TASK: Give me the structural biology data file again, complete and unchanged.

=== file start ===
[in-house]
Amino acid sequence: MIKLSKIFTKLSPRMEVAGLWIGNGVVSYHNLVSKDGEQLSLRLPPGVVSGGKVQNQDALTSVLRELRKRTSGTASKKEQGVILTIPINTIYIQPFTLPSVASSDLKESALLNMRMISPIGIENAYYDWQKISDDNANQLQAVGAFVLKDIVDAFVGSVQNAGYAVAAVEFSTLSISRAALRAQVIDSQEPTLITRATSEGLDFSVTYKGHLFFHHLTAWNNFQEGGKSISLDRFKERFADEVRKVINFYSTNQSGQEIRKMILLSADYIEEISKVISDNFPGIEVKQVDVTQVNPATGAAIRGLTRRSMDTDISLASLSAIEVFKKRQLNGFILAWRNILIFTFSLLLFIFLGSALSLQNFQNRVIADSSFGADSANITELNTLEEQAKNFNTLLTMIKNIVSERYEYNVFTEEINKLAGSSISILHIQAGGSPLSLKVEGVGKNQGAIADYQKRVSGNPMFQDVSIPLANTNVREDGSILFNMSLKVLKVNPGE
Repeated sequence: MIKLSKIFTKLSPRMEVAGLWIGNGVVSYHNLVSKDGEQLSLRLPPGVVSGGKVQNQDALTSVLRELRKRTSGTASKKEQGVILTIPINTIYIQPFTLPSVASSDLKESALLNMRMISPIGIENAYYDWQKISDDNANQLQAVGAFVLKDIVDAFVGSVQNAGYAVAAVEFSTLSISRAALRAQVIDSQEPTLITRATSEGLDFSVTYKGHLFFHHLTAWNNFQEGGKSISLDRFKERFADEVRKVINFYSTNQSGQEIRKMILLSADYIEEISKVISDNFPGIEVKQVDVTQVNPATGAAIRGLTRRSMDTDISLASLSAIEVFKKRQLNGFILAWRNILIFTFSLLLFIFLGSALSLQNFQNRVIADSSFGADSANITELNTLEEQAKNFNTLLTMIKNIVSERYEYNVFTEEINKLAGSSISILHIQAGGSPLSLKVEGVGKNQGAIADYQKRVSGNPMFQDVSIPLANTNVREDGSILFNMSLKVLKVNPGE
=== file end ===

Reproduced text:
[in-house]
Amino acid sequence: MIKLSKIFTKLSPRMEVAGLWIGNGVVSYHNLVSKDGEQLSLRLPPGVVSGGKVQNQDALTSVLRELRKRTSGTASKKEQGVILTIPINTIYIQPFTLPSVASSDLKESALLNMRMISPIGIENAYYDWQKISDDNANQLQAVGAFVLKDIVDAFVGSVQNAGYAVAAVEFSTLSISRAALRAQVIDSQEPTLITRATSEGLDFSVTYKGHLFFHHLTAWNNFQEGGKSISLDRFKERFADEVRKVINFYSTNQSGQEIRKMILLSADYIEEISKVISDNFPGIEVKQVDVTQVNPATGAAIRGLTRRSMDTDISLASLSAIEVFKKRQLNGFILAWRNILIFTFSLLLFIFLGSALSLQNFQNRVIADSSFGADSANITELNTLEEQAKNFNTLLTMIKNIVSERYEYNVFTEEINKLAGSSISILHIQAGGSPLSLKVEGVGKNQGAIADYQKRVSGNPMFQDVSIPLANTNVREDGSILFNMSLKVLKVNPGE
Repeated sequence: MIKLSKIFTKLSPRMEVAGLWIGNGVVSYHNLVSKDGEQLSLRLPPGVVSGGKVQNQDALTSVLRELRKRTSGTASKKEQGVILTIPINTIYIQPFTLPSVASSDLKESALLNMRMISPIGIENAYYDWQKISDDNANQLQAVGAFVLKDIVDAFVGSVQNAGYAVAAVEFSTLSISRAALRAQVIDSQEPTLITRATSEGLDFSVTYKGHLFFHHLTAWNNFQEGGKSISLDRFKERFADEVRKVINFYSTNQSGQEIRKMILLSADYIEEISKVISDNFPGIEVKQVDVTQVNPATGAAIRGLTRRSMDTDISLASLSAIEVFKKRQLNGFILAWRNILIFTFSLLLFIFLGSALSLQNFQNRVIADSSFGADSANITELNTLEEQAKNFNTLLTMIKNIVSERYEYNVFTEEINKLAGSSISILHIQAGGSPLSLKVEGVGKNQGAIADYQKRVSGNPMFQDVSIPLANTNVREDGSILFNMSLKVLKVNPGE